Victoria in Capital Regional District, British Columbia — The Canadian Pacific
The Role of the Lieutenant Governor
The Lieutenant Governor is the Queen's representative in British Columbia, appointed by the Governor General for a term of at least five years. The Lieutenant Governor plays an important constitutional role, opening and closing sessions of the legislature, appointing and swearing-in Cabinet, and giving Royal Assent to all bills passed by the Legislative Assembly.
To ensure that there is always a First Minister, or premier, Lieutenant Governors have, on occasion, had to make the important decision of whom to call on to form the next government. The Lieutenant Governor also attends cultural events, ceremonies, and award presentations across the province to recognize the achievements of British Columbians. Visiting royalty and the Governor General are hosted by the Lieutenant Governor.
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1. After negotiating BC's terms of union with Canada in Ottawa, Joseph Trutch was appointed as the province's first Lieutenant Governor.
BC Archives, A-01004
2. When Lieutenant Governor Robert McInnes opened the new Legislative Buildings in 1898, BC had not yet adopted the party system. Competing factions made governments unstable. McInnes dismissed two premiers because they could not claim the confidence of the majority of the house. Because he could not maintain a stable
BC Archives, A-01004
3. Known as the "Father of British Columbia," James Douglas was born in Guyana to a free Creole mother from Barbados and a Scottish merchant planter. As Chief Factor of Fort Vancouver in Washington, in 1842 Douglas chose the new site for the fort on Vancouver Island. He was appointed the second Governor of the colony of Vancouver Island in 1851, and of the mainland colony of British Columbia in 1858, when the colony was in upheaval due to a gold rush.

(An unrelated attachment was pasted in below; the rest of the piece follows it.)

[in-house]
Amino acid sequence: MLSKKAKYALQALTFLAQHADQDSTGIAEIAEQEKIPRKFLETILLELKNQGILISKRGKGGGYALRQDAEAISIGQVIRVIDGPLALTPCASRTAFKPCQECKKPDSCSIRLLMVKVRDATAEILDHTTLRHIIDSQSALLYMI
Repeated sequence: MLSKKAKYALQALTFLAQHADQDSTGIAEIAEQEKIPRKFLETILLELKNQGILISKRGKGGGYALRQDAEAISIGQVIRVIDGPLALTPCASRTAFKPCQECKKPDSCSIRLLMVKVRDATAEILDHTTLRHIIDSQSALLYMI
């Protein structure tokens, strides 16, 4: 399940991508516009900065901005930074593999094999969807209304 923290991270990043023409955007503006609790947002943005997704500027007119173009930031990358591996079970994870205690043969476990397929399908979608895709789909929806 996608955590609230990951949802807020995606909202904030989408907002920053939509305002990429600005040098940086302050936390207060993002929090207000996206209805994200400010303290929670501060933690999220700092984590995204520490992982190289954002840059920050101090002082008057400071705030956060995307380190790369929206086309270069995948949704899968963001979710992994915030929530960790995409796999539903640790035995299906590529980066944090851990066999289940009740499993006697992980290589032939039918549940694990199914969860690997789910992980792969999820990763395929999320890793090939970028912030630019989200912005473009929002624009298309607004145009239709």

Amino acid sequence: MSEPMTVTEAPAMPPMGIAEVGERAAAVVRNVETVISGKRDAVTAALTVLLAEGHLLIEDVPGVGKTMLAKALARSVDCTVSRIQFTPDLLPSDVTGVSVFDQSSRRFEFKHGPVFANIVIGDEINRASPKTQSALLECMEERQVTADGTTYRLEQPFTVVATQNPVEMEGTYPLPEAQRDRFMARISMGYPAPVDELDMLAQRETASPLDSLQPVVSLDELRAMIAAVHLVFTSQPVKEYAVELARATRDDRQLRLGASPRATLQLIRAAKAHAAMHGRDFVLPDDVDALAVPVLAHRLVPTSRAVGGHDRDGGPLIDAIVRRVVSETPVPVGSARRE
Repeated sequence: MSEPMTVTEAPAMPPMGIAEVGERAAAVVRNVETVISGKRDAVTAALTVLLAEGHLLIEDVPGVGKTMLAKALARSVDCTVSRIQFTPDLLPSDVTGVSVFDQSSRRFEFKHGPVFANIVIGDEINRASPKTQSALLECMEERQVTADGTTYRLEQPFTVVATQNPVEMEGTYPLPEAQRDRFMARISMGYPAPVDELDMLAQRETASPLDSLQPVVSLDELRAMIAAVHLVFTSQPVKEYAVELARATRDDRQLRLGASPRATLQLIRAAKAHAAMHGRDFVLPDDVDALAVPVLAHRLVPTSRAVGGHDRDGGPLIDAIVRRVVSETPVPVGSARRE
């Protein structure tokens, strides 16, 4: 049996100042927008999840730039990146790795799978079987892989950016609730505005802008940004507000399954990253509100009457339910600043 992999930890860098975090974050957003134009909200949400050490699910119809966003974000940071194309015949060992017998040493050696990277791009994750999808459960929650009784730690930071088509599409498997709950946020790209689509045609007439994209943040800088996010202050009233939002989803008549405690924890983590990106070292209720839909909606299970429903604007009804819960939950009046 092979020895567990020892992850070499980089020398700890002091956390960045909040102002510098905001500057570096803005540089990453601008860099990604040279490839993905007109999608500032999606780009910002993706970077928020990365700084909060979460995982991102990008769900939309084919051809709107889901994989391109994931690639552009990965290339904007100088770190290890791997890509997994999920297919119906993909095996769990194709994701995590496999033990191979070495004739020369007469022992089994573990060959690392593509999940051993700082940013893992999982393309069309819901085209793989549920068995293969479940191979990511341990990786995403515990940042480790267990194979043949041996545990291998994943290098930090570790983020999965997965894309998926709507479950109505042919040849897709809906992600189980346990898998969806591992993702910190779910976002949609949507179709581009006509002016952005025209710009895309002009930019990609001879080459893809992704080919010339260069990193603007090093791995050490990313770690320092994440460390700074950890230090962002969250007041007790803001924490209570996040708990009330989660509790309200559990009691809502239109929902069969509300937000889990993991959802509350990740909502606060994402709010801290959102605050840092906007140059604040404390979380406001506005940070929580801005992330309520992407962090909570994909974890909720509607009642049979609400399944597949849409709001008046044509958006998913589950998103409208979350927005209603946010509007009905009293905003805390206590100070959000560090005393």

BC Archives, D-06537
4. Sir Wilfred Laurier appointed Henri-Gustave Joly de Lothinere to replace McInnes. During his term from 1900-1906, Lothinere also intervened in government several times. He refused to accept the resignation of Premier James Dunsmuir, dismissed Premier Edward Gawlor Prior due to a conflict of interest, and appointed Richard McBride as Premier.
BC Archives, I-51642
5. In elections in 1952 and 1953, BC voters were split. Neither the Social Credit party nor the CCF (precursor to the New Democratic Party) gained a clear majority.
Lieutenant Governor Clarence Wallace made the decision to call on W.A.C. Bennett to form the next government in both cases. Voters confirmed Wallace's decision over the next two decades, and the Social Credit
BC Archives, D-06537
Erected by Government House, British Columbia.
Location. 48° 25.18′ N, 123° 20.526′ W. Marker is in Victoria, British Columbia, in Capital Regional District. Touch for map. Marker is on the grounds of Government House, the residence of the Lieutenant Governor of British Columbia. Marker is at or near this postal address: 1401 Rockland Avenue, Victoria, British Columbia V8S 1V9, Canada.
Other nearby markers. At least 8 other markers are within walking distance of this marker. The People and the Lieutenant Governor (a few steps from this marker); Royal and Distinguished Visitors (within shouting distance of this marker); Order of Canada / Ordre du Canada (within shouting distance of this marker); Sir Anthony Musgrave (within shouting distance of this marker); Stone Boundary Marker (about 90 meters away, measured in a direct line); Hosaqami (about 90 meters away); Sir James Douglas, KCB (about 90 meters away); Government House (about 120 meters away). Touch for a list and map of all markers in Victoria.
Also see . . . Lieutenant Governor in British Columbia at Wikipedia. (Submitted on June 30, 2014, by William Fischer, Jr. of Scranton, Pennsylvania.)
Categories. • Charity & Public Work • Politics •
Credits. This page was last revised on July 22, 2018. This page originally submitted on June 30, 2014, by William Fischer, Jr. of Scranton, Pennsylvania. This page has been viewed 362 times since then and 15 times this year. Photos: 1, 2, 3. submitted on June 30, 2014, by William Fischer, Jr. of Scranton, Pennsylvania.